The Germany Yom Kippur Attack Is A New Kind Of Anti-Jewish Terror
The anti-Semitic motive of Stephan B. could not have been clearer. Dressed in military fatigues, he attempted yesterday to shoot his way into the synagogue and then Jewish cemetery in Halle, Germany, as members of the small, religiously conservative community made up largely of those with roots in the former Soviet Union gathered on Yom Kippur.
As he filmed his rampage on Twitch, broadcasting his deeds to the world, Stephan B. (as he’s been named by German media) rambled that “feminism is the cause of declining birth rates in the West, which acts as a scapegoat for mass immigration, and the root of all these problems” — wait for it — “is the Jew.”
The things that hath been, it is that which shall be; and that which is done is that which shall be done: and there is no new thing under the sun. As Bari Weiss argues quite rightly in her recent book on the subject, Jews have for centuries found themselves at the center of “an ever-morphing conspiracy theory in which [they] play the starring role in spreading evil in the world,” be it capitalism and Bolshevism, be they rich or poor, assimilated or isolated, Zionists or otherwise.
Now, for Stephan B., it is feminism and immigration for which the phantom Jew is responsible. As Johan Schloemann noted in this morning’s Süddeutsche Zeitung, conspiracy theories, in particular those linking the American philanthropist and Holocaust survivor George Soros to immigration into Europe, are in the air right now. Consider the far-right Hungarian government’s elaborate campaign against Soros or the time the disgraced former Austrian Freedom Party politician Johann Gudenus pondered the “firm rumors” that Soros’s NGOs were financing said mass migration.
Stephan B. is also a Holocaust denier, according to German media, and there is too a specifically German context to what Schloemann called the “return of hate,” the re-emergence of a certain kind of anti-Semitism that was never entirely eliminated. But a week prior to the Halle attack on the Day of German Unity, which celebrates the peaceful reunification of east and west into a single federal republic, around 1,000 right-wing extremists including neo-Nazis marched through Berlin. German politicians, meanwhile, were quick to make the link to the rise of the far-right Alternative for Germany party and statements some of its leading lights have made about the German past.
German anti-Semitism and contemporary conspiracy theories thus form the background music to yesterday’s events but the precise nature of the attack indicates that there is a larger context here — not merely a German one but something rather more international and uncontrollable.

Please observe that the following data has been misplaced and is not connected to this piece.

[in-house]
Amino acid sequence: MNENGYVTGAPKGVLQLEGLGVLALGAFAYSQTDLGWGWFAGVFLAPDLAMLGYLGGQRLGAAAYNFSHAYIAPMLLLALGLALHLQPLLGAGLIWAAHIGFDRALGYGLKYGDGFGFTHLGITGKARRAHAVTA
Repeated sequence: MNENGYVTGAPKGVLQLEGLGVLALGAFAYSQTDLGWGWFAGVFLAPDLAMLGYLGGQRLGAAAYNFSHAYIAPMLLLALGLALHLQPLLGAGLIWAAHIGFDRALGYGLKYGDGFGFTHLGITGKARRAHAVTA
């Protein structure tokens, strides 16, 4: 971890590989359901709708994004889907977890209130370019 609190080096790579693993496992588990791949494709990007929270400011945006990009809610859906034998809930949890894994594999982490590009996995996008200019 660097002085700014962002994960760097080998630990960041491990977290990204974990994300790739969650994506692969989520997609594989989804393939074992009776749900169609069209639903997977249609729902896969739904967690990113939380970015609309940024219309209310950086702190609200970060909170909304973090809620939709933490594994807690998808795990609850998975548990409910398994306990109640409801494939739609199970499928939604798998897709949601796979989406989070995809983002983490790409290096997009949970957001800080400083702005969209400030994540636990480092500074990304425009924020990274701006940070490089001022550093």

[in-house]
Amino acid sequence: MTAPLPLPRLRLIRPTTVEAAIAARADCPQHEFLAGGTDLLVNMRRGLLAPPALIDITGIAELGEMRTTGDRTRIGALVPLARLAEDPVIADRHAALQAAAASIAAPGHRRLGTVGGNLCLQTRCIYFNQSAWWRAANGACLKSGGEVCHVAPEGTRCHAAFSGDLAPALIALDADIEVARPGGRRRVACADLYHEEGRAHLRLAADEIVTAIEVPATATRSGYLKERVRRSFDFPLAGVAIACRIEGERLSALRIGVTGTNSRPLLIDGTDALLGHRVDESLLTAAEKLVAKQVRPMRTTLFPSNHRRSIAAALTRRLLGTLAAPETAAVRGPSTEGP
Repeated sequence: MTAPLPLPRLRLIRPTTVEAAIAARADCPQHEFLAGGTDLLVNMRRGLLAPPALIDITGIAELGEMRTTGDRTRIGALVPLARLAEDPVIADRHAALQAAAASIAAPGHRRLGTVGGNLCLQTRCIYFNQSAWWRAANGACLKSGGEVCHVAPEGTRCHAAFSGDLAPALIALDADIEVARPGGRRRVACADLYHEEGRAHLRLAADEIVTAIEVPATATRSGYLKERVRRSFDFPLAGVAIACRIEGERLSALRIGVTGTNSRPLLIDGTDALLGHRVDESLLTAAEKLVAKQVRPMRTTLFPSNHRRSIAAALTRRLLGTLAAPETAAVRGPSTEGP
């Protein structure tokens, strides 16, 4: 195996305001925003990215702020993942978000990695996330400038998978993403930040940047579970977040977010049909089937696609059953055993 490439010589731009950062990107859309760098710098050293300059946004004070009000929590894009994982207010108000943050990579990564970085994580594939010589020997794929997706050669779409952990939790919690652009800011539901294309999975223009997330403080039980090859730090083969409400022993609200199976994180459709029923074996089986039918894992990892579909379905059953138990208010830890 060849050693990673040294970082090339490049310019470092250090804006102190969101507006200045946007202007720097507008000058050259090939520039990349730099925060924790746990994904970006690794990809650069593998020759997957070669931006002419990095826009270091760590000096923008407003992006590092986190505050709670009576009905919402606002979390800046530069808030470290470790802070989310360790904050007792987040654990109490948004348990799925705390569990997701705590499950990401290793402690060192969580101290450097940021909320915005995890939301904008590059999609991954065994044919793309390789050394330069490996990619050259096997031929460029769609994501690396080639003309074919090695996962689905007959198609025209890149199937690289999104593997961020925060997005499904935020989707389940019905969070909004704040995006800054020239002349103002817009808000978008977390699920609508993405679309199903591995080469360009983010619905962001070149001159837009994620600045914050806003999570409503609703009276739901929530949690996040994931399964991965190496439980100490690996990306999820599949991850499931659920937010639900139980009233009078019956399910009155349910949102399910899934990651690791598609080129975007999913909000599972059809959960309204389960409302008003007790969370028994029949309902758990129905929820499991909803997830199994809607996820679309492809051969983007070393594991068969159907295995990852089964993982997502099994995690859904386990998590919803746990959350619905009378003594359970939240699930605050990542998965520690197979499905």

Again, according to German media, as Stephan B. carried out his attack, he made note of other recent example of extreme right-wing terrorism and specifically Brenton Tarrant, the man apprehended as the Christchurch terrorist who shot dead 51 people and injured 49 more at a mosque and Islamic center in New Zealand earlier this year.
As Marie-Astrid Langer notes in the Neue Zürcher Zeitung, the parallels between Christchurch and Halle are obvious. A single assailant, soaked in either extreme-right, white supremacist, and in turns anti-Semitic and anti-Islamic ideology, radicalized by and extremely active online including and especially social media, taking a weapon and going to or into a place of worship, Jewish or Muslim, with the hope of murdering as many believers as possible, sharing their deeds online in the process (Tarrant used Facebook Live to broadcast his deeds; Stephan B. Twitch) in the hope of inspiring others. In his manifesto, which he drafted and published in English, Stephan B. reportedly wrote, “If I fail and die but kill a single Jew, it was worth it. After all, if every White Man kills just one, we win.”
Stephan B. is far from the only copycat case, as Langer too contends. The gunman identified as John Timothy Earnest, who in April shot up the Chabad synagogue in Poway, California, murdering one woman and injuring three other people, published his manifesto on 8Chan, in which he praised the Christchurch terrorist and blamed Jews for the “genocide” for the “white race,” writing, “I would die a thousand times over to prevent the doomed fate that the Jews have planned for my race.”
The El Paso gunman who killed 22 people in a Walmart in August also wrote in his manifesto, “In general, I support the Christchurch shooter and his manifesto. This attack is a response to the Hispanic invasion of Texas.” After he was apprehended, the Pittsburgh shooter who killed 11 people and injured seven at the Tree of Life synagogue in October 2018 told authorities that “he wanted all Jews to die and also that they [Jews] were committing genocide to his people.” The bombastic language, the dirty and destructive ideas, the deadly methods, and the desire to recruit others are all perpetuating themselves online.
The implications, then, of the Halle attack are daunting. The challenge of these interconnected and yet lone wolf extreme-right terrorists is tremendous, one that can only be tackled at the national and perhaps even international level in order to choke off the spread of extremism online and regulate access to firearms. For Jewish communities, too, it highlights the importance of police protection of synagogues during services and on high holy days and the need for communities to self-organize in cooperation with state and local authorities in the manner of Britain’s Community Security Trust to provide their own security and record and report anti-Semitic incidents where possible.
Even in such hopeless times, there is something to be done.
Liam Hoare is a freelance journalist and critic based in Vienna.